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How does nuclear fusion work?

  1. Nov 5, 2012 #1
    I need a detailed explanation as to how nuclear fusion works. How it produces energy and why? Be very specific as I have a general understanding.
     
  2. jcsd
  3. Nov 5, 2012 #2

    Nugatory

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    You'll probably get better answers if you start with wikipedia and other web sources, try to build on the general understanding that you already have, come back here with a specific question when you hit something that you don't understand and need help with.
     
  4. Nov 5, 2012 #3
    (Basically)
    In a Fusion Reactor (if we are using Tritium and Deuterium) energy comes from heat this heat comes from rogue neutrons that are expelled by the fusion process.
    When we fuse Tritium (Hydrogen 3) and Deuterium (Hydrogen 2) we get Helium 4 (two protons/two neutrons).
    In a reactor (in this case a Tokamak) magnetic confinement is used to keep the 150M degree plasma away from the reactor walls. The neutrons expelled by the fusion of DT releases a neutron with no influences from the magnetic field. These neutrons will pass through the walls creating heat. This heat is used to create steam power.
    If you want to know WHY how D and T fuse, you may want to read up on wiki:
    http://en.wikipedia.org/wiki/Nuclear_fusion
     
    Last edited: Nov 5, 2012
  5. Nov 5, 2012 #4
    In very simplistic terms:
    When two nuclei get very close together, the nuclear forces between them will grow more powerful that the electrostatic forces that repel them (+and+). If the two nuclei can get close enough, they will fuse. The problem is getting them close enough....which is where the 150 million C comes in.
     
  6. Nov 7, 2012 #5
    Why does nuclear fusion produce energy?

    I understand that strong forces overcome electrostatic forces and a neutron is released. But why does this happen? Where does e=mc2 come? What matter is converted to energy?
     
  7. Nov 8, 2012 #6

    K^2

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    Re: Why does nuclear fusion produce energy?

    "Matter" is mostly just energy of interaction fields in particles. Only about 10% of the mass of the proton is in the valence quarks. The other 90% are in various particles that pop in and out from vacuum fluctuation and interaction fields. The fraction of "matter" that gets converted to energy is from these interactions. Effectively, two protons and two neutrons that make up a helium nucleus are lighter than each particle isolated by itself.
     
  8. Nov 8, 2012 #7

    mfb

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    Re: Why does nuclear fusion produce energy?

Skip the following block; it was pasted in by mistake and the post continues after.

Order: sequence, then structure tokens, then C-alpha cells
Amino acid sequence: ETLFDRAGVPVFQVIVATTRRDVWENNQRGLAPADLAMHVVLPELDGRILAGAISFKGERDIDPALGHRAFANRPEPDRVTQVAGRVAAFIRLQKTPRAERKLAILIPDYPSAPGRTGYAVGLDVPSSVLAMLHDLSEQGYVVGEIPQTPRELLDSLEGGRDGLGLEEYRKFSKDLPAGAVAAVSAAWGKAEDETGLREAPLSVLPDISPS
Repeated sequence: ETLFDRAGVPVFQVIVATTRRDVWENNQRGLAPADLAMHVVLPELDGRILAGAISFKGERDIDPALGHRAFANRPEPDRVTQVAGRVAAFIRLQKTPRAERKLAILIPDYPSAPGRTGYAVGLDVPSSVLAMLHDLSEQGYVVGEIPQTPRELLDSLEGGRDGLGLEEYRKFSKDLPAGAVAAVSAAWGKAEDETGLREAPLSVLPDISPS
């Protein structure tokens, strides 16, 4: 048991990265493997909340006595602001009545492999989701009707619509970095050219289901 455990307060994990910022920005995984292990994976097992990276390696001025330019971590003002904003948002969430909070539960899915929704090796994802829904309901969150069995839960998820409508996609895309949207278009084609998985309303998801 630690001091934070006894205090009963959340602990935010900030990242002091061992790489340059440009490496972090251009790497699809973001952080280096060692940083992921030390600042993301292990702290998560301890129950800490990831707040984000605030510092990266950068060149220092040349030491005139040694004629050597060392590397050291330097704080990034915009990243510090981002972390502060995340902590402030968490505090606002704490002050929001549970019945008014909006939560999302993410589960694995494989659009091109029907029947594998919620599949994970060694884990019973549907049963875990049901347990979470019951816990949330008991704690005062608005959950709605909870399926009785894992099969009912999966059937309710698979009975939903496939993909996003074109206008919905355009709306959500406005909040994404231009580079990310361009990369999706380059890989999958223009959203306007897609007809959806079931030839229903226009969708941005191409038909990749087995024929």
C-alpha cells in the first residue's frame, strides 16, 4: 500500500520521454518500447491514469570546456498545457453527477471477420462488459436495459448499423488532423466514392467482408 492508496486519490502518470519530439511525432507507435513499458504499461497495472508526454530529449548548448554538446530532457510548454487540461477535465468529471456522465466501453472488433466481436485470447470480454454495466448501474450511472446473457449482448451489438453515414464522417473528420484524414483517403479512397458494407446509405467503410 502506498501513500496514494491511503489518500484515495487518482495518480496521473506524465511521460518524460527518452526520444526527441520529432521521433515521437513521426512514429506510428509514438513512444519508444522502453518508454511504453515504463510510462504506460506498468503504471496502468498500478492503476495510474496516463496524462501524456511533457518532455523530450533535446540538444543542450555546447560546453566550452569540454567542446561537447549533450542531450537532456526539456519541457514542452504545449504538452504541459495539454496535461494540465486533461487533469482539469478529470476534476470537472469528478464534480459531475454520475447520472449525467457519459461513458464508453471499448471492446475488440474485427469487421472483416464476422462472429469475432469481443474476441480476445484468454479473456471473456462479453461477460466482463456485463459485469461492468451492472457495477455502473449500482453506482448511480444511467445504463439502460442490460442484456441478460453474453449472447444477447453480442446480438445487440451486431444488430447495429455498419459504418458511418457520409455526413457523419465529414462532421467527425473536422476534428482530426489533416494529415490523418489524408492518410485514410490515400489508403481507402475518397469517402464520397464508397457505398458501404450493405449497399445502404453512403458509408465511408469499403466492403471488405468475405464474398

About 1%, or 10 MeV out of ~940 MeV.

    That is true for special fusion processes only.

    Quantum mechanics.

    Where does the universe with its physics come from?
     
  9. Nov 8, 2012 #8
    How is mass lost in fusion and how is this mass turned to energy?

    I need a very detailed explanation as to how mass is lost in deuterium/tritium fusion and how energy is produced (e=mc2).
     
  10. Nov 8, 2012 #9

    berkeman

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    Re: How is mass lost in fusion and how is this mass turned to energy?

    Is this for schoolwork?
     
  11. Nov 8, 2012 #10

    K^2

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    Re: Why does nuclear fusion produce energy?

    You are thinking of current mass vs dynamic mass. But even if we look at dynamic mass, only about 10% is due to the valence quarks. The other 90% is dynamic mass of the sea.
     
  12. Nov 8, 2012 #11
    Why isn't helium's binding energy less than deuterium and tritium combined?

    Helium= 28 MeV
    Deuterium= 2 MeV
    Tritium= 8 MeV

    I thought fusion created energy because helium's binding energy is less than d and t?
     
  13. Nov 8, 2012 #12

    Nugatory

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    Re: Why isn't helium's binding energy less than deuterium and tritium combined?

    When binding energies are given with a positive sign, they're describing the energy that must be added to tear the nucleus apart, and therefore that is released when the nucleus is assembled. So your numbers are saying that if we were to break a deuterium and tritium nucleus down into two protons and three neutrons, then reassemble them into one He-4 nucleus and a free neutron, we'd have to put 10 MeV in but would get 28 MeV out.

    The sign is just a convention, so sometimes you'll see the binding energy given as negative number. For example, -28 MeV for the He-4 nucleus is saying that the He-4 nucleus has 28 MeV less energy than the two free neutrons and two free protons from which it formed; to make the books balance this 28 MeV must have been released when the nucleus formed.

    It all comes out the same way as long as you're consistent about which convention you use.
     
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